How to Deal With Homesickness at Camp
What Is Homesickness?
Homesickness is a completely normal feeling that everyone experiences throughout life, especially when you’re a kid. It’s the natural anxiety that occurs as a result of leaving home or being separated from family and loved ones.
Studies show that almost all kids who leave home for summer camp experience at least some form of homesickness, however, the way you address it as a parent can have a big impact on how your child adjusts to being away from home.
Several factors can affect how intensely your child will experience homesickness. If your child has little to no experience at sleepovers or has never spent any real time away from home, he or she may feel symptoms of homesickness more intensely.
Start Preparing Ahead of Time
You can begin preparing for camp ahead of time to make the packing process less sudden. Work with your child on planning and packing so that your child feels mentally prepared to be away from home for a few weeks. Consider doing a practice run by having your child spend a weekend away from home, maybe with a friend or an extended family member.
Send your child to camp with pre-addressed and pre-stamped envelopes so that they can readily write home if and when they feel homesick. Pack a stuffed animal or special blanket that feels comforting and reminds your child of home. If you are especially worried that your child will experience homesickness upon arrival at camp, mail a letter to the camp ahead of time so that it will be there when they arrive.
Giving Your Child the Tools to Deal with Homesickness at Camp
Before your child leaves for camp, talk with them about strategies for coping with separation anxiety. Make sure they feel comfortable talking with a camp counselor or other trusted adult while at camp. Remind them that camp is just a week or a few weeks long, and they can always write home whenever they feel the need.
ET Won’t Phone Home
Phone calls with campers are never good ideas and are not, as a rule, permitted at sleepaway camp. Not only can phone calls make the symptoms of homesickness more intense, even a child who is having a great time at camp—making friends and having a blast—can fall apart upon hearing mom or dad’s voice.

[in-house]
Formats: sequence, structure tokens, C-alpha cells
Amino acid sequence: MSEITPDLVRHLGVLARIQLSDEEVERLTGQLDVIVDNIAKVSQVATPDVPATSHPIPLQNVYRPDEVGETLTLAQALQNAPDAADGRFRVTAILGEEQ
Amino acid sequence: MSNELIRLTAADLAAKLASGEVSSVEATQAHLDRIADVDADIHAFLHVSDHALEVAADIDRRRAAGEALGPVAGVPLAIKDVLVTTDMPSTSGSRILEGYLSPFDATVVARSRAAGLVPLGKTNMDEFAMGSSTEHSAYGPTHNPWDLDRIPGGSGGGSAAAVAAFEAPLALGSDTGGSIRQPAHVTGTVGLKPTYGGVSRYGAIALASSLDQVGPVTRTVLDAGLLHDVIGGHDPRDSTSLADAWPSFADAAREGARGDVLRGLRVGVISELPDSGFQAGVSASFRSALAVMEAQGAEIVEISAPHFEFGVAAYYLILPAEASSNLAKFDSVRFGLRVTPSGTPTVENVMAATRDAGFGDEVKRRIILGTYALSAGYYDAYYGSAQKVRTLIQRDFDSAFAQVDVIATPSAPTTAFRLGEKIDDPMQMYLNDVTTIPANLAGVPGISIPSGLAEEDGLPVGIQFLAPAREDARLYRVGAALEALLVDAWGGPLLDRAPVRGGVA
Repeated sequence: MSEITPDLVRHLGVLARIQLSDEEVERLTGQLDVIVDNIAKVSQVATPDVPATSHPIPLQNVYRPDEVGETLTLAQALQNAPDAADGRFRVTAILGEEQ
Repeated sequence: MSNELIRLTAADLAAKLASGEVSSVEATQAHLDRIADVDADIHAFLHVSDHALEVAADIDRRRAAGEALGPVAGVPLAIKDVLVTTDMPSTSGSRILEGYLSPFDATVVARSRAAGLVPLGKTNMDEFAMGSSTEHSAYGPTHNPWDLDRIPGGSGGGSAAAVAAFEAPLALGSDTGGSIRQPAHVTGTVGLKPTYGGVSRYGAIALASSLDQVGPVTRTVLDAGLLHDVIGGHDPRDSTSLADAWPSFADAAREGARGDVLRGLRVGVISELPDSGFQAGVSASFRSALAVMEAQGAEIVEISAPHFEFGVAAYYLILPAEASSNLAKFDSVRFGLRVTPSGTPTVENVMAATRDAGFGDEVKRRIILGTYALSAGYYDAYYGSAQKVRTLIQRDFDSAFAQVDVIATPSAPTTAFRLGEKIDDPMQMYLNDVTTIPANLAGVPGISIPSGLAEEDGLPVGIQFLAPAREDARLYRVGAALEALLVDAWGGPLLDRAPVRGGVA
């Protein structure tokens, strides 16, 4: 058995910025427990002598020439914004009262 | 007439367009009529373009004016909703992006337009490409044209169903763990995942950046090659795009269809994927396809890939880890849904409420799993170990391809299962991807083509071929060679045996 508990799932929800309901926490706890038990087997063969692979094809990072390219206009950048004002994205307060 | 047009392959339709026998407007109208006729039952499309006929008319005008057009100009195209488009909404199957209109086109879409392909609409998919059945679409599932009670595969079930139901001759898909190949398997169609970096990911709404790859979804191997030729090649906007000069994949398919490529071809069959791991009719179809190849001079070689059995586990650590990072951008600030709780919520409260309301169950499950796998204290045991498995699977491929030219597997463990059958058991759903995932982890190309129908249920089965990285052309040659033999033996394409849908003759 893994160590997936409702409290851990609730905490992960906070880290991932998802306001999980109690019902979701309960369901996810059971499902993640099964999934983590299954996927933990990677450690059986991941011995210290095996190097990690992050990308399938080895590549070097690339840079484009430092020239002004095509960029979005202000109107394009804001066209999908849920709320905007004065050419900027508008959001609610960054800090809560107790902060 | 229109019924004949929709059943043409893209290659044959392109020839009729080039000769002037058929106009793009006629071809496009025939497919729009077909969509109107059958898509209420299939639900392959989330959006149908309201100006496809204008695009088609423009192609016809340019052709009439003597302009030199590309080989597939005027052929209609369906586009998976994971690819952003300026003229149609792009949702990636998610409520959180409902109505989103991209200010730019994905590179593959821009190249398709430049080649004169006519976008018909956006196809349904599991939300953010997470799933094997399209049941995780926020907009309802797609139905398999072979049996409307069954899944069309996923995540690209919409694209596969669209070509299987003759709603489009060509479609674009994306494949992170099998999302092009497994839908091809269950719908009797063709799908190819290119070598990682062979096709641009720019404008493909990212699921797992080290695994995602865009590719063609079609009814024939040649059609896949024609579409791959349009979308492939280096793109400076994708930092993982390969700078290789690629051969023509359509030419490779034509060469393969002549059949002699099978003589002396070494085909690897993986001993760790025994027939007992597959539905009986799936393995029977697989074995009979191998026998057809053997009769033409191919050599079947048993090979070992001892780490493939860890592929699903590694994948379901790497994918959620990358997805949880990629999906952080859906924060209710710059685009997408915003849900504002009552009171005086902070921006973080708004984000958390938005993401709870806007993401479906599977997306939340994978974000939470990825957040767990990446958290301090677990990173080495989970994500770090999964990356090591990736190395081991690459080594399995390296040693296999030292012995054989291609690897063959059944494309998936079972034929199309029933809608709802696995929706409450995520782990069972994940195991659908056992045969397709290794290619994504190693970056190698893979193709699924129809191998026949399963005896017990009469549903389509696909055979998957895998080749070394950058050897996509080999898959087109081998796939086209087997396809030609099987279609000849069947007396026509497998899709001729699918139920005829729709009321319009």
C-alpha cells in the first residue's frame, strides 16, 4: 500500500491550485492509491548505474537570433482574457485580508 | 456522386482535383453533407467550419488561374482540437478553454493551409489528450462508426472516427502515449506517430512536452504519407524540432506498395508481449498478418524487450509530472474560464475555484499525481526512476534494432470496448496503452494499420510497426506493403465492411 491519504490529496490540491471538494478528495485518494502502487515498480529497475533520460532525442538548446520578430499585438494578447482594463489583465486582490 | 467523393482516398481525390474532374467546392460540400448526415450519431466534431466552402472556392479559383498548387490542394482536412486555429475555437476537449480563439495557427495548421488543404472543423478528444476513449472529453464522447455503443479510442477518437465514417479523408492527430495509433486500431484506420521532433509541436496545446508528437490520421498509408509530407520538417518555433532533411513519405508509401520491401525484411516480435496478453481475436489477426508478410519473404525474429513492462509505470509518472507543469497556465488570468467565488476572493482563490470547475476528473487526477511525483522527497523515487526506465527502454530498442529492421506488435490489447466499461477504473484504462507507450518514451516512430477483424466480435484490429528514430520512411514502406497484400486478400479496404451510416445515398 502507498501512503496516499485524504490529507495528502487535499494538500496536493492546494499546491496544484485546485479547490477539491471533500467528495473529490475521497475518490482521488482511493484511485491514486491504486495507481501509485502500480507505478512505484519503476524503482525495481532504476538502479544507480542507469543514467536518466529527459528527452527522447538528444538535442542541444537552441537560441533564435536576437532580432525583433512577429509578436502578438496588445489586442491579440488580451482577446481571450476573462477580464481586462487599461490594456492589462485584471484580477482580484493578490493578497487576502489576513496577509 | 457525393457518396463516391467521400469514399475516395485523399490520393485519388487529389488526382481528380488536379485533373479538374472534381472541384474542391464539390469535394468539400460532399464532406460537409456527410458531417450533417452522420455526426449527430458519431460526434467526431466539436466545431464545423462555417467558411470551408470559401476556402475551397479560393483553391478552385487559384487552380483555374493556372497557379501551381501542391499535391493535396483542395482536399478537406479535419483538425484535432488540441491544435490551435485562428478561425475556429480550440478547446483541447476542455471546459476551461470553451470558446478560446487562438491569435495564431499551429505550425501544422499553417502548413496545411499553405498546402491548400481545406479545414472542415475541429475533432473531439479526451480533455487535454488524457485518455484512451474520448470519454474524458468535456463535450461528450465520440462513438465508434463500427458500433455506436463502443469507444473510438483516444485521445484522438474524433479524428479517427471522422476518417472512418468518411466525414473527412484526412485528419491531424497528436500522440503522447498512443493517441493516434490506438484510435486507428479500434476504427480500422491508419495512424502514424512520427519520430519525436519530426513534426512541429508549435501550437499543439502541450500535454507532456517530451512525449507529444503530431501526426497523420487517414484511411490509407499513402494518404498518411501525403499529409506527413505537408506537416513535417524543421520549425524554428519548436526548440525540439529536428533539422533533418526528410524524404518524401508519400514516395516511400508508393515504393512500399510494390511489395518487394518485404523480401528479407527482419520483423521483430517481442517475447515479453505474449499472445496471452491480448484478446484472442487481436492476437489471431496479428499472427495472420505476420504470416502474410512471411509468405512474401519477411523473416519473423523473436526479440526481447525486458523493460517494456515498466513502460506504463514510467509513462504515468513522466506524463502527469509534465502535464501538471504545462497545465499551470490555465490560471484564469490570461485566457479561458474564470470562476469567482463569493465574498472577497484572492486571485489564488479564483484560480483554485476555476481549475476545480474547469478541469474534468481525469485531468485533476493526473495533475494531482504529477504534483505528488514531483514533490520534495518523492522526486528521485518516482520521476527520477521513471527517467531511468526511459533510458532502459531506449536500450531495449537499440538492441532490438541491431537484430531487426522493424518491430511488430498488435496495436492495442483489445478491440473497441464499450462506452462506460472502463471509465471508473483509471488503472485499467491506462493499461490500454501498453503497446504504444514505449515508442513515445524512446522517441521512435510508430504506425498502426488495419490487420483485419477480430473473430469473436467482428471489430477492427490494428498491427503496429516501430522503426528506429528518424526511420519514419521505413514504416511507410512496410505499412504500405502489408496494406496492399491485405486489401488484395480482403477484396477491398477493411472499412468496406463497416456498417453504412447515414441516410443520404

A great way to keep tabs on your child is through daily photo postings. Seeing your child participating in activities and surrounded by friends can calm your anxiety. If you feel that you need to be closely connected to how your child is doing at camp, stay in touch with camp staff. Camp administrators will always be happy to communicate directly with parents and provide updates.
Trust yourself that you chose the best camp for your child, and remember that homesickness is completely natural. Avoid telling your child that you will come and get them if they don’t get over their homesickness. If you feel that you need to be more active once your child is at camp, send letters and emails to let them know you are thinking of them. Rather than saying you miss them, focus on your excitement to hear all about their camp experience, their adventures and their new friends. Encourage them to try new things, smile and enjoy their time at camp.
For most children, homesickness is just a temporary feeling. Rest assured that most children are able to overcome their homesickness in just a few days. At Pali, our trained counselors are on hand 24/7 to ensure your child’s transition from home to camp goes as smoothly as possible. Visit the Pali Blog for more tips on preparing your child to have the best summer camp experience.